Light travels in straight lines. This is fortunate, since it allows us to precisely engineer light pipes that manipulate, re-direct and disperse the light in a controlled manner. Light pipe engineering is where optics and mechanical design meet.
Why use light pipes? It's hard to find a piece of consumer electronics without a status LED or two. The wireless charger below is typical. It uses a long, molded light pipe to join the LEDs mounted on the rear PCB to the small front casing aperture. Doing so saves the cost and manufacturing complexity of using a much larger, or secondary, PCB. Light pipes are cheap and versatile, enabling the light to be routed in 3D anywhere within the product.
This light pipe design, however, is terrible. It seems that the Wirless Charger print on the casing isn't the only design crime on show. But to understand why it's so bad, we need to start with some theory...
Total internal reflection
Total internal reflection (TIR) is the key to light pipe operation.
When a light ray passes between mediums of differing refractive indexes, the light ray is bent. You may recall a school experiment involving a block of perspex and a light beam which demonstrated how this occured. Snell's law defines the size of this bend. Typically values of `n` in air (`n=1`) or acrylic (`n=1.5`) are listed on Wikipedia.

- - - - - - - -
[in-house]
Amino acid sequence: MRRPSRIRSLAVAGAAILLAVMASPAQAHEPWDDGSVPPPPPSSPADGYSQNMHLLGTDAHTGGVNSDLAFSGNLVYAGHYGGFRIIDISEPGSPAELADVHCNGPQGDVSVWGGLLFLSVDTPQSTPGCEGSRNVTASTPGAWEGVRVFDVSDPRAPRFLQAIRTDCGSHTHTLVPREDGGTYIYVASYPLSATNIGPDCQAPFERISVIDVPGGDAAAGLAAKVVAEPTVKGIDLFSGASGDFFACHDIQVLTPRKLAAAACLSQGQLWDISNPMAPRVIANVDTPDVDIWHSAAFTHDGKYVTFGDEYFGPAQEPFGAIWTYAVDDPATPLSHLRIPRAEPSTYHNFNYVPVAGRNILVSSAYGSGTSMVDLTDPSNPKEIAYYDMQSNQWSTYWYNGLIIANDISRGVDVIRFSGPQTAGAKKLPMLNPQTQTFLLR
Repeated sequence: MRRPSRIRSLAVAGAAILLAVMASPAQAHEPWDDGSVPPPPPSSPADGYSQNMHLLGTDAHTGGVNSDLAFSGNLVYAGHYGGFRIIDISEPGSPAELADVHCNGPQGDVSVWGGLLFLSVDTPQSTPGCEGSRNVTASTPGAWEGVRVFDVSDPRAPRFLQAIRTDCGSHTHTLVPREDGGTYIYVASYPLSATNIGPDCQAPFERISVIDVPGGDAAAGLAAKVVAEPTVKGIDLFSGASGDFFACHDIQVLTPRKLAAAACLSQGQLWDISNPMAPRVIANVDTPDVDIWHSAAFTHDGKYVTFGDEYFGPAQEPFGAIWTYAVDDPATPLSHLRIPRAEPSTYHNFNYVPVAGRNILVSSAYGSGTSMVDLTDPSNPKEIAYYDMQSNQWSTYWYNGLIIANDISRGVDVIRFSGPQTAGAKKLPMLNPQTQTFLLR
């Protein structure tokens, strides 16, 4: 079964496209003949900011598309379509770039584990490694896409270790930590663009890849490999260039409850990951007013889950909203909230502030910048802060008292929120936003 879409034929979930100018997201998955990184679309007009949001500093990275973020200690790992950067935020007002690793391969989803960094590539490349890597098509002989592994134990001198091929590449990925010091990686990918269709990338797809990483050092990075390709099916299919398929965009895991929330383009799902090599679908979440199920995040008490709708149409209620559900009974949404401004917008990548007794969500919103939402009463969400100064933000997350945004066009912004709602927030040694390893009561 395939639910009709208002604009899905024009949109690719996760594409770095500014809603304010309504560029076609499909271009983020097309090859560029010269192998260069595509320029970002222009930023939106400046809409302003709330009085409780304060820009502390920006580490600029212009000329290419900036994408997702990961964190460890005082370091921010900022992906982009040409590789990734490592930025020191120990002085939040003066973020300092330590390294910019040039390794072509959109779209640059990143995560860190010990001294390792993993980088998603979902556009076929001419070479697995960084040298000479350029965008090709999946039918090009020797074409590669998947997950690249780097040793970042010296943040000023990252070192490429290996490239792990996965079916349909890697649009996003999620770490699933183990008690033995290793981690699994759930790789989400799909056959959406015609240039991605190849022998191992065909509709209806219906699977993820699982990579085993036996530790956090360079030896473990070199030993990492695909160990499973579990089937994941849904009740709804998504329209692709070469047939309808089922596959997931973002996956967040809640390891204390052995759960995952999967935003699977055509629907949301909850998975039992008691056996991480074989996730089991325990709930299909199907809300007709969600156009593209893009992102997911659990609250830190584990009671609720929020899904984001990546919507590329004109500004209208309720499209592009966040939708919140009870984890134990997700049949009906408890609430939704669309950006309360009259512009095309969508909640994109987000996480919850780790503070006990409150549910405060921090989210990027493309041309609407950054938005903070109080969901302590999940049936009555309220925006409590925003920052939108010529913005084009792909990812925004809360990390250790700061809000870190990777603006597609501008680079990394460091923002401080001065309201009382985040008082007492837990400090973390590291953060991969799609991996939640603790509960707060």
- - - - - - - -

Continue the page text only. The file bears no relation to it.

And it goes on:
The RayViz simulation below shows collimated light entering a light pipe, bending towards the normal as it does. It then totally internally reflects until exiting at the opposite end, bending away from the normal.
The critical angle defines the minimum angle for which light will totally internally reflect. It applies when moving from a higher refractive index material to a lower one. Assuming the lower density material is air (`n=1`), then the angle is defined by:
Adding a slight taper to the light pipe shows how the angle of TIR increases until the 7th collision. Here the angle is smaller than the critical angle, and the light escapes.
All of these collisions aren't good for the light though. Each boundary introduces an energy loss in the ray due to refraction at a boundary. This is the Fresnel loss. In the case of light perpendicular to the surface, the equation simplifies to:
A typical plastic-air interface might have a Fresnel loss of around 4-5%.
Light pipe principles
Looking inside our wireless charger, we see four main parts:
- Upper housing (removed in picture below)
- Lower housing
- PCB mounted at rear with charging coil, power circuit and micro USB port
- Clear plastic light pipe
Optimising light pipe design requires keeping light inside, minimising losses during transmission, and then allowing it to leave where needed. Normally we also want the light that exits to be as diffused as possible.
Keeping light inside
There are three basic design principles for keeping light in:
- Smooth surfaces good, rough surfaces bad.
- Bend radii should be large and smooth, to avoid breaking the TIR.
- Tight coupling of the LED into the light pipe helps to capture a higher percentage of the light output.